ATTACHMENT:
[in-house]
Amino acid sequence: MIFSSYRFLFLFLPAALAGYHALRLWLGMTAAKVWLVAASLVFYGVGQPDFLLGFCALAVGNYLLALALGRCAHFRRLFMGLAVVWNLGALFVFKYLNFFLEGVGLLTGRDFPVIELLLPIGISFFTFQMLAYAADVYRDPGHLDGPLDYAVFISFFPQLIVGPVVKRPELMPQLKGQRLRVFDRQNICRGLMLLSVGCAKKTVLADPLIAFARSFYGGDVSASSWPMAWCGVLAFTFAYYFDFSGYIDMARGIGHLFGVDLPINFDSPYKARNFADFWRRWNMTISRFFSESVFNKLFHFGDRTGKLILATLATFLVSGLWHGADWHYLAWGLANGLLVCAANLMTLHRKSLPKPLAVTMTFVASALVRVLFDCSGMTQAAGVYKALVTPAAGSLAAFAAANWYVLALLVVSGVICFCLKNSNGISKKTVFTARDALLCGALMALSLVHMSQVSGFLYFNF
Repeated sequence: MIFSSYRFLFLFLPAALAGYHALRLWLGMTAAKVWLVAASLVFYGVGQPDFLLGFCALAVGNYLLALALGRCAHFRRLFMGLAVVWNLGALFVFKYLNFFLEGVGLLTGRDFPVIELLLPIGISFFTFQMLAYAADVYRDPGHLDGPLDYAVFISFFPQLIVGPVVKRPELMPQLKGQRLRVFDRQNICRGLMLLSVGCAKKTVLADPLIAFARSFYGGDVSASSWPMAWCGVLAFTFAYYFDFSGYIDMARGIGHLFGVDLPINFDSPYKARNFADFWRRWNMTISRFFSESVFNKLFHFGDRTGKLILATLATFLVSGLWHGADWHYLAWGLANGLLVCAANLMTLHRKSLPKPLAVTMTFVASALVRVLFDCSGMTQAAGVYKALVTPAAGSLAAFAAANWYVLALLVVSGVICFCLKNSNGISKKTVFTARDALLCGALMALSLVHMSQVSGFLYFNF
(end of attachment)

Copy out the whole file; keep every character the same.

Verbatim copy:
[in-house]
Amino acid sequence: MIFSSYRFLFLFLPAALAGYHALRLWLGMTAAKVWLVAASLVFYGVGQPDFLLGFCALAVGNYLLALALGRCAHFRRLFMGLAVVWNLGALFVFKYLNFFLEGVGLLTGRDFPVIELLLPIGISFFTFQMLAYAADVYRDPGHLDGPLDYAVFISFFPQLIVGPVVKRPELMPQLKGQRLRVFDRQNICRGLMLLSVGCAKKTVLADPLIAFARSFYGGDVSASSWPMAWCGVLAFTFAYYFDFSGYIDMARGIGHLFGVDLPINFDSPYKARNFADFWRRWNMTISRFFSESVFNKLFHFGDRTGKLILATLATFLVSGLWHGADWHYLAWGLANGLLVCAANLMTLHRKSLPKPLAVTMTFVASALVRVLFDCSGMTQAAGVYKALVTPAAGSLAAFAAANWYVLALLVVSGVICFCLKNSNGISKKTVFTARDALLCGALMALSLVHMSQVSGFLYFNF
Repeated sequence: MIFSSYRFLFLFLPAALAGYHALRLWLGMTAAKVWLVAASLVFYGVGQPDFLLGFCALAVGNYLLALALGRCAHFRRLFMGLAVVWNLGALFVFKYLNFFLEGVGLLTGRDFPVIELLLPIGISFFTFQMLAYAADVYRDPGHLDGPLDYAVFISFFPQLIVGPVVKRPELMPQLKGQRLRVFDRQNICRGLMLLSVGCAKKTVLADPLIAFARSFYGGDVSASSWPMAWCGVLAFTFAYYFDFSGYIDMARGIGHLFGVDLPINFDSPYKARNFADFWRRWNMTISRFFSESVFNKLFHFGDRTGKLILATLATFLVSGLWHGADWHYLAWGLANGLLVCAANLMTLHRKSLPKPLAVTMTFVASALVRVLFDCSGMTQAAGVYKALVTPAAGSLAAFAAANWYVLALLVVSGVICFCLKNSNGISKKTVFTARDALLCGALMALSLVHMSQVSGFLYFNF